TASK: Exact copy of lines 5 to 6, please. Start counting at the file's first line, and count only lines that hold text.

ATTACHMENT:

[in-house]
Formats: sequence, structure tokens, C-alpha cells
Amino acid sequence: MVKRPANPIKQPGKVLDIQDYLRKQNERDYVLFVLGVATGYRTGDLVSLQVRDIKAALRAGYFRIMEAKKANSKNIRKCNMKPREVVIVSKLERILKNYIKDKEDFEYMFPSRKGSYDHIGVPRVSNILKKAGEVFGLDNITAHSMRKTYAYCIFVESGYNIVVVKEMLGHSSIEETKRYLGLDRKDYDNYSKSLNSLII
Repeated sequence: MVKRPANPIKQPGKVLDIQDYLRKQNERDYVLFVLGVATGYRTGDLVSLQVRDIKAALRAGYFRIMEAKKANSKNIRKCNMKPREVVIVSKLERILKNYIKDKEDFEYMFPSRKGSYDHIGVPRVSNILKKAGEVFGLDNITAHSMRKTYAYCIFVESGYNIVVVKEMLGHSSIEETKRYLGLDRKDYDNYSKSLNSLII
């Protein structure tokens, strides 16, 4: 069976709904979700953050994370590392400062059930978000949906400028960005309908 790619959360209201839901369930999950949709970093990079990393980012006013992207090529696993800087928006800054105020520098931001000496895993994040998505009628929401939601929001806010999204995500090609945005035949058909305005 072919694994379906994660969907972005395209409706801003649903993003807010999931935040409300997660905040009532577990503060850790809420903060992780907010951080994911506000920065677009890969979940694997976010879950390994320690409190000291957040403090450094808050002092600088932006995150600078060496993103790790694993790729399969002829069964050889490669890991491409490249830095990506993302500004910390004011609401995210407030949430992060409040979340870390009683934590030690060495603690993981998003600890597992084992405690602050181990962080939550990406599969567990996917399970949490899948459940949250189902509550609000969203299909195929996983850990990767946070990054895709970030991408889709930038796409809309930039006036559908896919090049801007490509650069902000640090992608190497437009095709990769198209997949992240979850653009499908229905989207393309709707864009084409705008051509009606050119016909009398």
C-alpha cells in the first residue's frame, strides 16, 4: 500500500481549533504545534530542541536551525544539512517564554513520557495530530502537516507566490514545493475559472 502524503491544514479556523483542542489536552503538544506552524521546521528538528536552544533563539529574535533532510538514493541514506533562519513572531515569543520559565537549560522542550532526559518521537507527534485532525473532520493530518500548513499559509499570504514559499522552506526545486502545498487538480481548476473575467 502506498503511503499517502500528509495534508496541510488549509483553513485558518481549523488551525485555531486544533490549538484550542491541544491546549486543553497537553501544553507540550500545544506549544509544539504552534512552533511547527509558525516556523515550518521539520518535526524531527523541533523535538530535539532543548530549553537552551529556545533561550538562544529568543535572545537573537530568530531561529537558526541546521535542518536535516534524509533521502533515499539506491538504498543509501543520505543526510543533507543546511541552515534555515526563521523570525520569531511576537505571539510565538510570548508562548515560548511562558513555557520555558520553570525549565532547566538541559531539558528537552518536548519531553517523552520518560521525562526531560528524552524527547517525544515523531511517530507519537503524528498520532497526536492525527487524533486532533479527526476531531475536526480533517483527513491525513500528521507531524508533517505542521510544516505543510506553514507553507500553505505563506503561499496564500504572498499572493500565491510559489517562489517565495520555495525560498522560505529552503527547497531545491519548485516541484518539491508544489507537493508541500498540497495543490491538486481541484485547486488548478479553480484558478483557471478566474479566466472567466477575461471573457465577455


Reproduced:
């Protein structure tokens, strides 16, 4: 069976709904979700953050994370590392400062059930978000949906400028960005309908 790619959360209201839901369930999950949709970093990079990393980012006013992207090529696993800087928006800054105020520098931001000496895993994040998505009628929401939601929001806010999204995500090609945005035949058909305005 072919694994379906994660969907972005395209409706801003649903993003807010999931935040409300997660905040009532577990503060850790809420903060992780907010951080994911506000920065677009890969979940694997976010879950390994320690409190000291957040403090450094808050002092600088932006995150600078060496993103790790694993790729399969002829069964050889490669890991491409490249830095990506993302500004910390004011609401995210407030949430992060409040979340870390009683934590030690060495603690993981998003600890597992084992405690602050181990962080939550990406599969567990996917399970949490899948459940949250189902509550609000969203299909195929996983850990990767946070990054895709970030991408889709930038796409809309930039006036559908896919090049801007490509650069902000640090992608190497437009095709990769198209997949992240979850653009499908229905989207393309709707864009084409705008051509009606050119016909009398």
C-alpha cells in the first residue's frame, strides 16, 4: 500500500481549533504545534530542541536551525544539512517564554513520557495530530502537516507566490514545493475559472 502524503491544514479556523483542542489536552503538544506552524521546521528538528536552544533563539529574535533532510538514493541514506533562519513572531515569543520559565537549560522542550532526559518521537507527534485532525473532520493530518500548513499559509499570504514559499522552506526545486502545498487538480481548476473575467 502506498503511503499517502500528509495534508496541510488549509483553513485558518481549523488551525485555531486544533490549538484550542491541544491546549486543553497537553501544553507540550500545544506549544509544539504552534512552533511547527509558525516556523515550518521539520518535526524531527523541533523535538530535539532543548530549553537552551529556545533561550538562544529568543535572545537573537530568530531561529537558526541546521535542518536535516534524509533521502533515499539506491538504498543509501543520505543526510543533507543546511541552515534555515526563521523570525520569531511576537505571539510565538510570548508562548515560548511562558513555557520555558520553570525549565532547566538541559531539558528537552518536548519531553517523552520518560521525562526531560528524552524527547517525544515523531511517530507519537503524528498520532497526536492525527487524533486532533479527526476531531475536526480533517483527513491525513500528521507531524508533517505542521510544516505543510506553514507553507500553505505563506503561499496564500504572498499572493500565491510559489517562489517565495520555495525560498522560505529552503527547497531545491519548485516541484518539491508544489507537493508541500498540497495543490491538486481541484485547486488548478479553480484558478483557471478566474479566466472567466477575461471573457465577455